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. Last Updated: 07/27/2016

Ford Will Ramp Up Production by 20%

MTFord Russia president Henrik Nenzen
Ford, which emerged as the country's best-selling foreign carmaker in 2006, plans to increase production at its Russian plant by 20 percent and sell a total of 150,000 units this year, Ford Russia president Henrik Nenzen said.

Demand for the carmaker's models in Russia was so high last year that one of its domestic dealerships became its most successful all over the world by sales, Nenzen said.

In order to meet burgeoning domestic demand for foreign vehicles, Ford will increase production at its St. Petersburg plant by 20 percent to 75,000 units this year, Nenzen told reporters at a briefing late Thursday.

The St. Petersburg plant currently operates on a three-shift model and is aiming to extend overtime over weekends and increase efficiency levels, Nenzen said.

He declined to confirm media reports about the company starting production of two new models -- the mid-sized Mondeo sedan and the Maverick sport utility vehicle -- and said the plant would continue to manufacture the Ford Focus, which became the country's best-selling foreign automobile last year.

Ford sold 115,985 vehicles in 2006, becoming the best-selling foreign carmaker.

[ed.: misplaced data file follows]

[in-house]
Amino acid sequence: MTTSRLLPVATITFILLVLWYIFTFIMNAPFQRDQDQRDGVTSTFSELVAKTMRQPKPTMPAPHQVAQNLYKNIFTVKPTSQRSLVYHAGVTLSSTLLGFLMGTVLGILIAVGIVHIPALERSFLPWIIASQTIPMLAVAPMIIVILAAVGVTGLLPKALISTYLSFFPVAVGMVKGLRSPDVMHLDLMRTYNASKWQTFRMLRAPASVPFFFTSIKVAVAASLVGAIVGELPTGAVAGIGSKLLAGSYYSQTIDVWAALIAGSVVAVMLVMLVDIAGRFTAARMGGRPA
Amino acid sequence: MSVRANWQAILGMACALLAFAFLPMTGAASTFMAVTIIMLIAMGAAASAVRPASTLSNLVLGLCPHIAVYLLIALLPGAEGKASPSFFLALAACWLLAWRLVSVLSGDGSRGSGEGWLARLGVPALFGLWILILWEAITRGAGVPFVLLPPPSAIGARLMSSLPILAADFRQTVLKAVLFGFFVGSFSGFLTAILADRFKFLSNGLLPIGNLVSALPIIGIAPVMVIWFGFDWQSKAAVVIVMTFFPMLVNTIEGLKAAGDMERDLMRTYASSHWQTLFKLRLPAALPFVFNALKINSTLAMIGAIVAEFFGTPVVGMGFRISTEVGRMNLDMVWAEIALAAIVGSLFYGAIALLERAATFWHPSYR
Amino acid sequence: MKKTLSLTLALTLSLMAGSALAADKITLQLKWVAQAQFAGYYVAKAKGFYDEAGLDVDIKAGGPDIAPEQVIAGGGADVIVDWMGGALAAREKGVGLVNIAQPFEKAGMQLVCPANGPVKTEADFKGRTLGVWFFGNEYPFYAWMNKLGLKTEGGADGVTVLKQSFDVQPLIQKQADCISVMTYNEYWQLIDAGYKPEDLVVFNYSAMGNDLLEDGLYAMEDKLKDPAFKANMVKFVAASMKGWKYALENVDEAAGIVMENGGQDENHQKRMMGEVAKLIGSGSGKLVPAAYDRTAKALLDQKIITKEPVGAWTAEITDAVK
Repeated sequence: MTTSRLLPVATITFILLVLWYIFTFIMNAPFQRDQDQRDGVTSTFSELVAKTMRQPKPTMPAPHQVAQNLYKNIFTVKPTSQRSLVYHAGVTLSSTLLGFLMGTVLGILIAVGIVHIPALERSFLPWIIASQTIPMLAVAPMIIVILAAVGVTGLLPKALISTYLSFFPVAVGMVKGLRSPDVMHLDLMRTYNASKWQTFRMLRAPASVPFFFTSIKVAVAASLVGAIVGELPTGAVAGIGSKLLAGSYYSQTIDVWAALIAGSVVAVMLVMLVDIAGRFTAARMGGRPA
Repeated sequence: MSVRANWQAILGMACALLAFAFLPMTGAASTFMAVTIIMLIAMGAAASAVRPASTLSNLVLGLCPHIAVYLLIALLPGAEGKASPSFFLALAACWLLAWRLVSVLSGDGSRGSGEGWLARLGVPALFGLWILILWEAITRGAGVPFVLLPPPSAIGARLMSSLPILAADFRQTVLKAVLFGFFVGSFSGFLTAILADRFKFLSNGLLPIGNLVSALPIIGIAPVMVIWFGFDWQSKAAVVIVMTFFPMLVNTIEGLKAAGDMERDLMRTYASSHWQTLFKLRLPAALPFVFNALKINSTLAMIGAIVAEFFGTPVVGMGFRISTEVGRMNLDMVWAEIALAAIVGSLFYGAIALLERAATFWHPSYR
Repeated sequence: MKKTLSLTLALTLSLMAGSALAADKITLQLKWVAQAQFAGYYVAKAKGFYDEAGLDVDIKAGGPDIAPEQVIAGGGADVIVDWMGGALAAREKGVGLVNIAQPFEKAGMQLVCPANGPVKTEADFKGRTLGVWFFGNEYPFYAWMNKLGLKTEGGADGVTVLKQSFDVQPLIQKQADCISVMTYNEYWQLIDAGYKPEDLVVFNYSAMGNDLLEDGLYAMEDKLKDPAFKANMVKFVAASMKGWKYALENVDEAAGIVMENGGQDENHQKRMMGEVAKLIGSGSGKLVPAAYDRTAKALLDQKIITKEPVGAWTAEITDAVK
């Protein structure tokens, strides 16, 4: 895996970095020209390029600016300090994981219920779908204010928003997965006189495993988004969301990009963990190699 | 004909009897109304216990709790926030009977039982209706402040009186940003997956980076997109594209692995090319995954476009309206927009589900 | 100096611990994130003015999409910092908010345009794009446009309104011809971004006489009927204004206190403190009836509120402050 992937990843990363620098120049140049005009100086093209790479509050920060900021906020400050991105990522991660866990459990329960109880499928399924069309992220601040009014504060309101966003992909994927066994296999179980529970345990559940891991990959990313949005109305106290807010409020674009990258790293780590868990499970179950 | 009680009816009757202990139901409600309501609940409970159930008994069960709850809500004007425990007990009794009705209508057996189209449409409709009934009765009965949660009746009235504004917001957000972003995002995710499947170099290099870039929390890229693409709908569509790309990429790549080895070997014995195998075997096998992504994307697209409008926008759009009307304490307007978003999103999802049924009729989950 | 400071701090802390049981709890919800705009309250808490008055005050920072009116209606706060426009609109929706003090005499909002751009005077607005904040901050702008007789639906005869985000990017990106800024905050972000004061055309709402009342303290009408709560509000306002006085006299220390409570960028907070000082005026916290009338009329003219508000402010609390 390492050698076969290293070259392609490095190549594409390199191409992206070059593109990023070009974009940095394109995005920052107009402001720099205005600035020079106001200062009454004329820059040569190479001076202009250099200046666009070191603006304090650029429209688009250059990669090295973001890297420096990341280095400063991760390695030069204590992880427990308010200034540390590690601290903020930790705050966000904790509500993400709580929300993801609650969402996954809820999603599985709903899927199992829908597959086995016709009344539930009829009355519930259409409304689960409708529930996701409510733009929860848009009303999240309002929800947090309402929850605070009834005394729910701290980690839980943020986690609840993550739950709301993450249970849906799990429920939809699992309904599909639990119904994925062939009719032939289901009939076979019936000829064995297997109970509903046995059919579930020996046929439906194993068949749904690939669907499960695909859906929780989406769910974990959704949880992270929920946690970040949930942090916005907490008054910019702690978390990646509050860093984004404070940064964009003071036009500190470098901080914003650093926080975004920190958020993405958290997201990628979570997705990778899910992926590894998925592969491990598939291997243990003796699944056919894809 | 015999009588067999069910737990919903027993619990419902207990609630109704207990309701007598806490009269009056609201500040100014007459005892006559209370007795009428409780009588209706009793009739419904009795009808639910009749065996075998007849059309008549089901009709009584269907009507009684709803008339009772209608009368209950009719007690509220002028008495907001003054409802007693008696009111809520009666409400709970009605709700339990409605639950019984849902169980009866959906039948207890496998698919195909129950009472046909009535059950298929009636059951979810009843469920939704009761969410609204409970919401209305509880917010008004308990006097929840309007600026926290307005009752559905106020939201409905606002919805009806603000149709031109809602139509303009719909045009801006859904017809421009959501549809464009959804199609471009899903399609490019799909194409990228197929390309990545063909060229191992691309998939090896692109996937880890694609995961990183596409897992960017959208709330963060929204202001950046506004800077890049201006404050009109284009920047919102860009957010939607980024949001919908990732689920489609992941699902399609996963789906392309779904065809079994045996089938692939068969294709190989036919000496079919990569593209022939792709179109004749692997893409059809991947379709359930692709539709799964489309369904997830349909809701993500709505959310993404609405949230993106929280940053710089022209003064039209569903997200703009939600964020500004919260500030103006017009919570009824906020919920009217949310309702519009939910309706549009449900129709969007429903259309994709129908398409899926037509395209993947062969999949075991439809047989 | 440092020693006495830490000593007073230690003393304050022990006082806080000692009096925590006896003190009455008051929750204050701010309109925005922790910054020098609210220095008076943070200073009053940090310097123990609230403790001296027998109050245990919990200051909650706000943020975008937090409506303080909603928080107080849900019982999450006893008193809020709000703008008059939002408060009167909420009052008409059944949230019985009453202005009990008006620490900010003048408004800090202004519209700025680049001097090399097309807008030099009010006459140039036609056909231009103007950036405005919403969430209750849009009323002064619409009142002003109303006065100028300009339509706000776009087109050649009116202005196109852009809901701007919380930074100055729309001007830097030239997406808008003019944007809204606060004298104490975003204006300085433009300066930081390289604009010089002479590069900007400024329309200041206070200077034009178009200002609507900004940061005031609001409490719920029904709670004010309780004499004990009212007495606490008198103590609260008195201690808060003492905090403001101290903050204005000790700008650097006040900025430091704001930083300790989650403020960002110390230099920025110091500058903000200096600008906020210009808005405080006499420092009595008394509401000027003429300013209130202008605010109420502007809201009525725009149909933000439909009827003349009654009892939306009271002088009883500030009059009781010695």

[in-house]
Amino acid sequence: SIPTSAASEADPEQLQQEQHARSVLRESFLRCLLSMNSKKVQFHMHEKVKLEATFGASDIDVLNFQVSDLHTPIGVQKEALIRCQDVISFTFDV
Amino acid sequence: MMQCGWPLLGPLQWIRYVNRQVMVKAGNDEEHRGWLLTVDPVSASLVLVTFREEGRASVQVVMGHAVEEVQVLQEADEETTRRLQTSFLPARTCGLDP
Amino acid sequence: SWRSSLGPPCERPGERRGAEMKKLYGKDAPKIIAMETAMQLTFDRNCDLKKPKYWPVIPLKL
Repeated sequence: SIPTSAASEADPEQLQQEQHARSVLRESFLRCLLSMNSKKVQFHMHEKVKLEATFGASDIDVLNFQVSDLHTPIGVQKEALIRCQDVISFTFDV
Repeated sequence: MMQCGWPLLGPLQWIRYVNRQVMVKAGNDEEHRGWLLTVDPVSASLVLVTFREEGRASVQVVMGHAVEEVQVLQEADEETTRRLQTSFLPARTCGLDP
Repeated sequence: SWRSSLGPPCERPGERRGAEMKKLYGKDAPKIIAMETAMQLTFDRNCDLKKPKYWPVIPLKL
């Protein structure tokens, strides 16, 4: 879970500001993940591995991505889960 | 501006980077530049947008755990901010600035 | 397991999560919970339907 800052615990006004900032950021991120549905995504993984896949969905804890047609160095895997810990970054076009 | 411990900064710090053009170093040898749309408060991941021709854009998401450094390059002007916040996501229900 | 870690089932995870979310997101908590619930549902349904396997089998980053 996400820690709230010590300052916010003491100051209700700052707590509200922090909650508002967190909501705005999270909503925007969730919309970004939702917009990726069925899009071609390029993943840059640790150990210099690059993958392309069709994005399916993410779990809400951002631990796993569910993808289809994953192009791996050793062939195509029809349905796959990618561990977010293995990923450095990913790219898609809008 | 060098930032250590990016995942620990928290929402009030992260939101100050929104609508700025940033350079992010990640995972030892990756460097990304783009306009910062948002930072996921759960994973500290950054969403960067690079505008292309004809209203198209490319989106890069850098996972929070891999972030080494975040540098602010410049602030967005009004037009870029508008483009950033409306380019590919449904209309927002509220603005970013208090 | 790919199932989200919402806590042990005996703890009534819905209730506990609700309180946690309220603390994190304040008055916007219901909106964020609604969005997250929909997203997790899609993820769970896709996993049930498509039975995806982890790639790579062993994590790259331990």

Last year, New York Motors, a Moscow-based dealer in new and second-hand Ford cars, sold 10,060 units, 25 percent more than the company's previous No. 1 dealer, Los Angeles-based Galpin Ford, sold over the same period, Nenzen told reporters. The carmaker's No. 2 dealer is also in Russia, he said.

"That's the wonder story of the Russian market," said Nenzen.

Ford is also pinning its hopes on seeing more growth in sales in the regions. The carmaker plans to have 174 dealerships in 100 towns by the end of 2007. It currently has 124 dealerships in 81 towns.

New foreign-branded cars outsold domestic brands for the first time in the country last year. Ford's turnover in Russia reached $2 billion last year, from just $17 million in 2000.

According to a PricewaterhouseCoopers report released Tuesday, last year Russians bought 1 million new foreign cars, both imported and assembled locally, up from 560,000 last year. In the same period, sales of domestic brands dropped 5 percent to 800,000 units.

Nenzen also said Ford had yet to recover more than $20 million that the carmaker paid the authorities after the government claimed that it had not respected the terms of a tax incentive scheme to encourage it to source more of its components domestically.

The authorities have since allowed the carmaker to switch to a new tax regime.